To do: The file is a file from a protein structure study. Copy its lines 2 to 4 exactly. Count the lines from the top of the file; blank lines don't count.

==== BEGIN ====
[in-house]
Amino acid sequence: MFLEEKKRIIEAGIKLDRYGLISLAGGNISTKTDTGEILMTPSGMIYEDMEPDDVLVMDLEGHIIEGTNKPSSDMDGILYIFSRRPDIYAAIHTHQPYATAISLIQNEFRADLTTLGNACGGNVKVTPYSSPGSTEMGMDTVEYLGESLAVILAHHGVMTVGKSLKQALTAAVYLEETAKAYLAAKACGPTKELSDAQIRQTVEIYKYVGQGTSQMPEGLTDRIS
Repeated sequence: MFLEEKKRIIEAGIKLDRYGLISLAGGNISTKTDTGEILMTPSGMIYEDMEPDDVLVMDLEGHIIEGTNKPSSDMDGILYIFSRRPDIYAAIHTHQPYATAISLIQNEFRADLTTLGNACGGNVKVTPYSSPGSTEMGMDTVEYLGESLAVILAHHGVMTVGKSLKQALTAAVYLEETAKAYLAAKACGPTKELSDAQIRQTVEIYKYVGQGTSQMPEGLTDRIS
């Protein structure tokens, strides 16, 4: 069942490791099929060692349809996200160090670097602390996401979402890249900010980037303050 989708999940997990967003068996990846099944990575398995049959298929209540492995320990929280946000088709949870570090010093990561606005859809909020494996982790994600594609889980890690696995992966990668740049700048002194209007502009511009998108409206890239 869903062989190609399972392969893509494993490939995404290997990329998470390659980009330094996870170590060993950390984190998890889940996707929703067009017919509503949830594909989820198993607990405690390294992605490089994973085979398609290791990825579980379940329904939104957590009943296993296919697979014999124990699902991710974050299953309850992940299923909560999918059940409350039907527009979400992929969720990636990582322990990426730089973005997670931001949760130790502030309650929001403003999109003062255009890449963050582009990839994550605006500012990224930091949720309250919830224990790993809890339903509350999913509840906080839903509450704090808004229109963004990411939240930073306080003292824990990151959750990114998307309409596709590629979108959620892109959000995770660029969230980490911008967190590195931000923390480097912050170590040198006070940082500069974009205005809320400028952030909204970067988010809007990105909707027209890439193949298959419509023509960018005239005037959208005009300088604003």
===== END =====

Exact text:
Amino acid sequence: MFLEEKKRIIEAGIKLDRYGLISLAGGNISTKTDTGEILMTPSGMIYEDMEPDDVLVMDLEGHIIEGTNKPSSDMDGILYIFSRRPDIYAAIHTHQPYATAISLIQNEFRADLTTLGNACGGNVKVTPYSSPGSTEMGMDTVEYLGESLAVILAHHGVMTVGKSLKQALTAAVYLEETAKAYLAAKACGPTKELSDAQIRQTVEIYKYVGQGTSQMPEGLTDRIS
Repeated sequence: MFLEEKKRIIEAGIKLDRYGLISLAGGNISTKTDTGEILMTPSGMIYEDMEPDDVLVMDLEGHIIEGTNKPSSDMDGILYIFSRRPDIYAAIHTHQPYATAISLIQNEFRADLTTLGNACGGNVKVTPYSSPGSTEMGMDTVEYLGESLAVILAHHGVMTVGKSLKQALTAAVYLEETAKAYLAAKACGPTKELSDAQIRQTVEIYKYVGQGTSQMPEGLTDRIS
């Protein structure tokens, strides 16, 4: 069942490791099929060692349809996200160090670097602390996401979402890249900010980037303050 989708999940997990967003068996990846099944990575398995049959298929209540492995320990929280946000088709949870570090010093990561606005859809909020494996982790994600594609889980890690696995992966990668740049700048002194209007502009511009998108409206890239 869903062989190609399972392969893509494993490939995404290997990329998470390659980009330094996870170590060993950390984190998890889940996707929703067009017919509503949830594909989820198993607990405690390294992605490089994973085979398609290791990825579980379940329904939104957590009943296993296919697979014999124990699902991710974050299953309850992940299923909560999918059940409350039907527009979400992929969720990636990582322990990426730089973005997670931001949760130790502030309650929001403003999109003062255009890449963050582009990839994550605006500012990224930091949720309250919830224990790993809890339903509350999913509840906080839903509450704090808004229109963004990411939240930073306080003292824990990151959750990114998307309409596709590629979108959620892109959000995770660029969230980490911008967190590195931000923390480097912050170590040198006070940082500069974009205005809320400028952030909204970067988010809007990105909707027209890439193949298959419509023509960018005239005037959208005009300088604003």